Super rough! Too soon for actual critique, but any first thoughts welcome xo

The People Without Skin
The people without skin don’t know they are without skin. They don’t remember the molting, the day they ripped through their old lives.
The people without skin just want to feel better but they don’t know what is wrong with them. They don’t know we can all see their muscles, connective tissues, the food as it slowly dissolves.
The people without skin are never the ones to find their own skin, now hanging in your closet fully intact, a deflated body gently swaying among the dresses.
The day you found the skin it was still warm, iridescent, papery, imprinted with the many imperfections of a body.
The people without skin cannot see what everyone else can see. When you are weeping in the closet, pleading with the skin, the people without skin don’t understand.
But I’m here they say, I’m right here.
When you yank a soul from the underworld, not all of them comes back.
It must have been effortless, the tearing, the wiggling out of the old skin, leaving it there in entryway floor in almost perfect condition.
The people without skin would be so hurt if they knew the truth.
The people without skin don’t know they are without skin, and if you tell them the shock of it could throw them into a tailspin of panic. Like waking a sleepwalker.
The people without skin are desperate for your love. They give you gifts—music boxes and necklaces with I love you written in 100 languages so tiny you need a magnifying glass to see them all.
The people without skin don’t understand why you don’t kiss them back. I’m here they whisper when they find you again asleep in the closet. I’m still here.

7 Comments

  1. Sarah Freligh

    Oh, this is just a delicious premise for a story– people without skin and their lives and limitations. What’s already working for me here are those details that lean on those things, convey all the ways it is to live without skin from the vantage point of those WITH skin: “they cannot see what everyone else can see” and how the PWS are “desperate for your love.” I’m sensing that you’re moving toward an overriding metaphor for PWS, beyond what it means to be “skinless” and that once you do, you’ll know exactly what to keep, what to omit, what to fine tune.

  2. MaxieJane Frazier

    Nancy, I was reading the PWS probably too literally–as ghosts we resurrect by remembering them in the ways that Chelsea’s Myrtle and Kathryn’s characters do when their partners are gone. But to move it metaphorically to the traumatized, the hurt, the version of me when my husband suddenly asked for a divorce, helps me understand where you’re going. I’m looking forward to reading what you make this into.

  3. Catherine Parnell

    Nancy, This line jumped out at me as a possible first line: “When you yank a soul from the underworld, not all of them comes back.” It felt like a springboard. But I confess I’m a classics reader and writer, so I may be shoveling too much on top of this. That said, PWS is a totally delicious angle and the conclusion is a keeper. Thank you!

  4. Mikki Aronoff

    Oh, I’ve been watching too many shows with awful forensic scenes, so I began reading this with people whose skins have literally been peeled back (peeled people – gaaaahhhh!) by others to find out how they died. I was surprised to see that later in the story there’s a (self-induced or genetic, I suppose) metamorphosis going on, and the opportunity to know what their skinless selves would feel like by being able to observe others’ sheddings. LOVE the last line. Something about me wants to have the “When you yank a soul from the underworld” as a first line or a title. I think you are very brave/strong to work with this idea and you have some amazing images going on here. I wonder what it would be like if you cut them into strips and reassembled them into other permutations. You could even have, say, three different versions for one story.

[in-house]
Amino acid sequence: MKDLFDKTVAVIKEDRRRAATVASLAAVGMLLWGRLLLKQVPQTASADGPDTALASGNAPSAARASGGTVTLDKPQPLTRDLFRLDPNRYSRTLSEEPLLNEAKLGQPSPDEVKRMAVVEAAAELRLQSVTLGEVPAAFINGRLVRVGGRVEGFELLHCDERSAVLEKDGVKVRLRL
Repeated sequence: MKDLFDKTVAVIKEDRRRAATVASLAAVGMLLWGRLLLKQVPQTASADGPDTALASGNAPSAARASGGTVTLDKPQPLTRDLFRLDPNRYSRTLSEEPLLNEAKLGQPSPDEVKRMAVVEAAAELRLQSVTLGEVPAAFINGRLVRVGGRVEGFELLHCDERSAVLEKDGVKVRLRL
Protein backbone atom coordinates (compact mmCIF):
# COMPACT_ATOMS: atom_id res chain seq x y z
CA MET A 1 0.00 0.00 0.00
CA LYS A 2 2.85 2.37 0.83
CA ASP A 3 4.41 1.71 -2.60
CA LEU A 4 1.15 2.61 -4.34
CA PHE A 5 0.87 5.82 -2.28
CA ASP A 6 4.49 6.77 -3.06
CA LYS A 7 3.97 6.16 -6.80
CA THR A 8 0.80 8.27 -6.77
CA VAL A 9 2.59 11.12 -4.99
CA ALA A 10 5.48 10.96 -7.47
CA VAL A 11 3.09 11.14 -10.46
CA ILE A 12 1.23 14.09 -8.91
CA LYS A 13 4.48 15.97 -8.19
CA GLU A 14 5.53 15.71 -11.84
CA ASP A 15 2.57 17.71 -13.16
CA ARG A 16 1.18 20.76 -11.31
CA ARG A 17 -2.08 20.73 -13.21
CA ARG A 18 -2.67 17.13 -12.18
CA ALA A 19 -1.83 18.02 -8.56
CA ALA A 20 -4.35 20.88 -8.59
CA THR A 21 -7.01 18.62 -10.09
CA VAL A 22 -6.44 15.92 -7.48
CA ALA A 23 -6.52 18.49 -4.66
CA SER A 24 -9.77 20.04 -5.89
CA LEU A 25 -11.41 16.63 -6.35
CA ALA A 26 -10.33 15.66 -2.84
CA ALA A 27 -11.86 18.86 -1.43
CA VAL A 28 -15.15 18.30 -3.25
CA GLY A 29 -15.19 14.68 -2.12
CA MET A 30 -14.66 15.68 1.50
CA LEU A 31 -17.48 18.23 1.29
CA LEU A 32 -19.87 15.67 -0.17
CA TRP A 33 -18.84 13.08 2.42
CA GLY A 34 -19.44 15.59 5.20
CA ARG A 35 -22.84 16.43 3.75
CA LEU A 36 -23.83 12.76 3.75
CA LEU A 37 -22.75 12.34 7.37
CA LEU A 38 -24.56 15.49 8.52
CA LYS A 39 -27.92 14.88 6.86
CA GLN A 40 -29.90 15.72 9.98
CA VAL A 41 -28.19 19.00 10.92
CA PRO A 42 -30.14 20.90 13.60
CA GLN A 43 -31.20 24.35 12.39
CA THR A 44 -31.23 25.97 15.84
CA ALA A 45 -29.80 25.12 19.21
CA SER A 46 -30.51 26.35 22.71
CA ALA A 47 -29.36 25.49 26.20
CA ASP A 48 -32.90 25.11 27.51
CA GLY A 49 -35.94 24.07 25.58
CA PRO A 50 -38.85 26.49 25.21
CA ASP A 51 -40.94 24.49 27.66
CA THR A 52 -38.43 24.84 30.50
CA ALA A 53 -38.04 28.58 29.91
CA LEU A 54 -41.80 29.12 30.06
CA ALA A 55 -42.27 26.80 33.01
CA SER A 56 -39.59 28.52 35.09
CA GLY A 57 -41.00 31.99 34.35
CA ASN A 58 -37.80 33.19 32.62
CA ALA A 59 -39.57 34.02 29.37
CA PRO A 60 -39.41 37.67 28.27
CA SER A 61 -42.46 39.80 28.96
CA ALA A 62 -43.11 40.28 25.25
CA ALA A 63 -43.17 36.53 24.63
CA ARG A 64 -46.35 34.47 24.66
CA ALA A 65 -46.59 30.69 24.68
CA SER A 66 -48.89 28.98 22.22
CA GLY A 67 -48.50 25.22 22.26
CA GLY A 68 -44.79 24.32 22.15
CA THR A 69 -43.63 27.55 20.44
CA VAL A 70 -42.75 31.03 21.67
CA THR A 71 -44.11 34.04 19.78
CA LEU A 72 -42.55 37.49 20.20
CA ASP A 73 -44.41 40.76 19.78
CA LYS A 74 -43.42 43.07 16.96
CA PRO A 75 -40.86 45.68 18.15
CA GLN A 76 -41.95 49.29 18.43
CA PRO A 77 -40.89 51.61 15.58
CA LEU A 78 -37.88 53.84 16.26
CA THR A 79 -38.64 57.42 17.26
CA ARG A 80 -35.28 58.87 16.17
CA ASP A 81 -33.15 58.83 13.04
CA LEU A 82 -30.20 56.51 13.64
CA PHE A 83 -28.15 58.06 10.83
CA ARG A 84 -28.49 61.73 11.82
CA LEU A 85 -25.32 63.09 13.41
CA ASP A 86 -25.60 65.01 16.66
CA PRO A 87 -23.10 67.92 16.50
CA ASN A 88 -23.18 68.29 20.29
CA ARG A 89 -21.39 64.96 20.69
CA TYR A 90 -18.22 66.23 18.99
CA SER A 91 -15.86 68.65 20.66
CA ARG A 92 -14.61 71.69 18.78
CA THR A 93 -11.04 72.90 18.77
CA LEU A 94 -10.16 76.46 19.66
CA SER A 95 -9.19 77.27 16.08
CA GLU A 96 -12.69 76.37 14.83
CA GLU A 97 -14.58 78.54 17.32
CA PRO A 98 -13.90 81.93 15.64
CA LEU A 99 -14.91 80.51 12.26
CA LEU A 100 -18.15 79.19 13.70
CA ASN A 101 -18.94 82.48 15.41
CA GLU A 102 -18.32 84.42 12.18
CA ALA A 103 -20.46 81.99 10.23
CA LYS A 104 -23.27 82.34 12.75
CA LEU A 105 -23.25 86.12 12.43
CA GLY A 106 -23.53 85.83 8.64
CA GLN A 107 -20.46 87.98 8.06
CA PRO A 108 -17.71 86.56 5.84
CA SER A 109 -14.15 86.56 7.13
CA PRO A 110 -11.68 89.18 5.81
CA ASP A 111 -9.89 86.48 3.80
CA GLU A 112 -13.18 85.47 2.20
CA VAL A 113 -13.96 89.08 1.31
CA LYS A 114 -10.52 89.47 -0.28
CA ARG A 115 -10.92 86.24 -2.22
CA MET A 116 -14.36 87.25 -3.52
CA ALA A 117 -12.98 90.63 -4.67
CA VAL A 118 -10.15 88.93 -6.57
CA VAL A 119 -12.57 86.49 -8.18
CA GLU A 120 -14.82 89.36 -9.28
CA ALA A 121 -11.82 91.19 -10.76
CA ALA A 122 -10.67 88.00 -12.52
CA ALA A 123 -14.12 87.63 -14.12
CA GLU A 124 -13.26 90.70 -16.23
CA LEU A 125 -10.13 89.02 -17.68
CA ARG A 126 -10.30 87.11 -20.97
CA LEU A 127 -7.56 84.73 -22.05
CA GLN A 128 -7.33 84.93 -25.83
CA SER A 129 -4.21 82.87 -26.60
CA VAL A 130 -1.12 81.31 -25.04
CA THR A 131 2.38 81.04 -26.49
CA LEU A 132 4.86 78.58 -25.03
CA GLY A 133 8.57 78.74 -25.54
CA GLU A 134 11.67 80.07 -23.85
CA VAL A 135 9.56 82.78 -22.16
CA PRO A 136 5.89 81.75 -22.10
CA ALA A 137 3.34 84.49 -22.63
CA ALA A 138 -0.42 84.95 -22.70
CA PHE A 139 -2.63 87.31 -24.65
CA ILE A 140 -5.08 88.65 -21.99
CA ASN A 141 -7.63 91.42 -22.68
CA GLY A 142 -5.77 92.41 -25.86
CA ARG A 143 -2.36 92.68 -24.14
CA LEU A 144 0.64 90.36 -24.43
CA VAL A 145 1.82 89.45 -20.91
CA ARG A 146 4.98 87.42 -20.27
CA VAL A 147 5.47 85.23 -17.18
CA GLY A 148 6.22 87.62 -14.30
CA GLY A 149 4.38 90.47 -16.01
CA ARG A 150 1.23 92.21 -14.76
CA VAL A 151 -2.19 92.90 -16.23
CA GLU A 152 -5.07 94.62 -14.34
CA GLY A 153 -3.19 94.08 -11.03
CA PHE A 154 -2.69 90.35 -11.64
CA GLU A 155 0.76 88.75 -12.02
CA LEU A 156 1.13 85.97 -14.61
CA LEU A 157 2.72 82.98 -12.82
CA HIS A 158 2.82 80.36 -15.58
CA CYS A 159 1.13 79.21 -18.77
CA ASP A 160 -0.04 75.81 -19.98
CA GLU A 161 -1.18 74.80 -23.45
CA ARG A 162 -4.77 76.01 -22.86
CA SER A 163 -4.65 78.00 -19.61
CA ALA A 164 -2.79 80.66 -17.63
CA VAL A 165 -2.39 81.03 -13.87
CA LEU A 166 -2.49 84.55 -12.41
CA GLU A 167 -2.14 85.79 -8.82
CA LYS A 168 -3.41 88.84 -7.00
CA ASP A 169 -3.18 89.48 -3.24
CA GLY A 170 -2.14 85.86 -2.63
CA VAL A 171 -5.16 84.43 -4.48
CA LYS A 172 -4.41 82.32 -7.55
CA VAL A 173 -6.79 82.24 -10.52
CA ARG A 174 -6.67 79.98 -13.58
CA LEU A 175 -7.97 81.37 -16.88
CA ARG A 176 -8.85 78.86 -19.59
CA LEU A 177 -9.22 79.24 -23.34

5. Chelsea Stickle

    Oh wow, I love this, Nancy! The premise is fantastic. I mean, “The people without skin don’t know they are without skin. They don’t remember the molting, the day they ripped through their old lives.
    The people without skin just want to feel better but they don’t know what is wrong with them. They don’t know we can all see their muscles, connective tissues, the food as it slowly dissolves.” Just amazing.

  6. Kathryn Silver-Hajo

    I love the repetition of The people without skin. I think this device works really well without seeming overdone in this particular story. At first I was thinking that the people without skin are simply dead but don’t realize it, but as the story goes on I thought perhaps they are people with something very fundamental missing–like personality or charisma or guts (sorry!) and that as hard as they may try to get the friendship and approval of others, nothing works because there’s a hollowness to them. “They give you gifts—music boxes and necklaces with I love you written in 100 languages so tiny you need a magnifying glass to see them all.”

    So, I agree with Sara that once the metaphor is solidified this is going to be a wonderful, inventive, lyrical piece.

    So great being workshop buddies with you, Nancy!

  7. Suzanne van de Velde

    Nancy — this is gripping and haunting and mysterious. Cool to see the nascent story. The phrases that tugged at me the most:

    – we can all see their muscles, connective tissues, the food as it slowly dissolves.

    – When you are weeping in the closet, pleading with the skin, the people without skin don’t understand.

    I can’t wait to see you spin this into gold!

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